Rock Wall Throws a Party at Alameda Point

Ken Rosenblum and guests enjoy the second open house at Rock Wall Wine Company on September 26, 2009.

Kent Rosenblum (left) and guests enjoy the second open house at Rock Wall Wine Company on September 26, 2009.

The second Rock Wall Open House on Alameda Point took place September 26, with a big crowd of both wine and guests.

Rock Wall opened a year ago, and already its organizers are planning the next open house — set for December 5.

Kent Rosenblum of Rosenblum Cellars was the mastermind behind the concept of bringing small wine makers to Alameda Point, so they could share production facilities and the like.

The group now has 75 investors and aims to attract about 500 to 600 visitors for its wine-tasting events, which include live music.

With the broad selection of wines being offered and the fun atmosphere at the Point, organizers are pleased with how the project is going and with the community’s support. Cheers!


Live at the Library – A Big Hit in Alameda!

Live at the Library

The first Live@theLibrary concert on Saturday, September 26 was sold out, and organizers are hoping for a similar turnout at the next two shows, set for October 24 and November 21.

This past Saturday, jazz singers Kathy Moehring, Barbara Brown, Kevin Brown and Rick Dougherty entertained the crowd, along with musicians Kelly Park, Sam Bevan and Jason Slota.

“Ticket sales are going well for the next show,” said Sue Coberg, a library supporter and concert volunteer. “And all the money raised from ticket sales goes to the library.”

The packed house of about 120 people was particularly pleasing to concert organizer Ruth Belikove. “This is so fun to see a home-grown concert series take off at this venue!” she said.

“This is good for the library and for Alameda, since it shows what the community can do,” Belikove added. “We just gave it a shot, and it turned out to be wonderful.”


Library Showcases Talent of Mexican Potters

The Alameda Free Library celebrated the vibrancy of local and international culture on Saturday, September 26, with a pottery demonstration in the morning and a jazz concert at night. (Stay tuned for tomorrow’s blog posting on the latter).

After a successful pottery exhibit last year, the library invited members of the Mata Ortiz Potters back to the Island. And about 50 residents of all ages came to enjoy the show put on by Ricardo Corona and his colleagues, including Marianne Guillen and her three children, who all were mesmerized by the demonstration and work on display.

Corona delicately shaped and decorated a pot in the style of the region where he works, the Sierra Madre of Northern Chichuahua, Mexico, which is inspired by pottery from the Paquime ruins — declared a UNESCO World Heritage Site in 1997. Corona is the son-in-law of Pilo Mora, who demonstrated his skill last year at the library.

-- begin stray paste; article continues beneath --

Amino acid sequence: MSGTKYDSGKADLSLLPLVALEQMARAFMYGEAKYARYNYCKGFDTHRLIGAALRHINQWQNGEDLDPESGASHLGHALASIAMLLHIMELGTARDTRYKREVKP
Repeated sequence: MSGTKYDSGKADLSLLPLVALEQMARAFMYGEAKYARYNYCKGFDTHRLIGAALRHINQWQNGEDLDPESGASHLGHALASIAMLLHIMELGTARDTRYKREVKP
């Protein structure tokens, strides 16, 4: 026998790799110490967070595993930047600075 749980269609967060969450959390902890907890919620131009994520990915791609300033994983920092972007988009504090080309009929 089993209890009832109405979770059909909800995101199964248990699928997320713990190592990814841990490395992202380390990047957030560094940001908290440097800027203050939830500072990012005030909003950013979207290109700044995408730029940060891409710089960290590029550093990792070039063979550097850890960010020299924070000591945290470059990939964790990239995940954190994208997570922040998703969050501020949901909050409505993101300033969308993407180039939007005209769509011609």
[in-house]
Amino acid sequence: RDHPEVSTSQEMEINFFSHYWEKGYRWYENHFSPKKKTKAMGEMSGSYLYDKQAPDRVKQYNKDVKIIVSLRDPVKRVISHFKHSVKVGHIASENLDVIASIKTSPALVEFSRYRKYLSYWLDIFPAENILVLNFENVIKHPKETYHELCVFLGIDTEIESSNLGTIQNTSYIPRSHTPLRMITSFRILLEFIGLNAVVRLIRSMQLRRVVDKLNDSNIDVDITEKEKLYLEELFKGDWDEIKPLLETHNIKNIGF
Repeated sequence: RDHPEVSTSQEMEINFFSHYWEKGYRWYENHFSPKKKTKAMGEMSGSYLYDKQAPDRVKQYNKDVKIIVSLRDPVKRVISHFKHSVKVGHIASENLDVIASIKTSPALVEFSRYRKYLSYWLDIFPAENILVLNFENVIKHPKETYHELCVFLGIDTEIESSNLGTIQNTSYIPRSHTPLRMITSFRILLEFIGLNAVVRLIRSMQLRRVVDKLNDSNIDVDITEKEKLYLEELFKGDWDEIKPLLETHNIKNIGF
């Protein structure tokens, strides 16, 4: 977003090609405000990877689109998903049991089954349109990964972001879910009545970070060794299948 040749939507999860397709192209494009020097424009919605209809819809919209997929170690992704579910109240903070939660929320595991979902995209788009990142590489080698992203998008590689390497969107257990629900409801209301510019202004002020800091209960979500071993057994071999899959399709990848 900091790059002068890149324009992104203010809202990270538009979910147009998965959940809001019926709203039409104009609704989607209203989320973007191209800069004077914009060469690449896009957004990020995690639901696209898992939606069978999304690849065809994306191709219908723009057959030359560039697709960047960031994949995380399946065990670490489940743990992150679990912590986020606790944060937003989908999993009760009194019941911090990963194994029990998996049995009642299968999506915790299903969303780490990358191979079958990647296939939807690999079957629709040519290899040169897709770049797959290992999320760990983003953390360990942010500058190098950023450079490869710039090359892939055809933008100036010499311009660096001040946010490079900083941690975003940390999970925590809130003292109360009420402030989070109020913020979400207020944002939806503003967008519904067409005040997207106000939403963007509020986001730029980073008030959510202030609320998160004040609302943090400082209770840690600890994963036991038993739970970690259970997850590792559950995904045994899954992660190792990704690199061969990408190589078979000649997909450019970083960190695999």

“It feels like they do weaving on top of a pot,” shared Jennifer Rias, a local weaver and art enthusiast.

Like many other guests at the demonstration, Rias enjoyed watching the potter work and shopping for pieces decorated in orange, black and blue. Many of the pieces featured geometric designs as well as dolphins, butterflies and other creatures.

Many of the visitors commented on the breath-taking delicacy of the work and its rich heritage.

“It’s interesting to see what he actually uses in terms of materials and how he coils, washes and finishes the piece,” said Sylvia Giebitz, an Oakland resident, school teacher, and native of Argentina. “Corona told me that he didn’t finish high school so that he could join and support the family business.”

The show was organized by library and inspired by library volunteer Ruth Belikove, an avid pottery fan.


From Car Dealership to Art Space

Thanks to Leonard Goode, owner of the lot that used to house the Toyota dealership at Park Street and Clement, Alamedans can now enjoy a few classic cars and associated art work created by Alameda artist Philip Hall.

“I met the property owner, and we agreed that the space would be more rentable with something in it, rather than it being empty,” said Hall. “And Alameda now looks better because of it!”

With the empty spaces down near the Park Street Bridge, Hall felt the need to bring some life to the area.

“This is good for Alameda. This area used to be so vibrant, but without the car dealerships it can feel more like a ghost town to those entering the city,” he said. “It bothered me for so long.”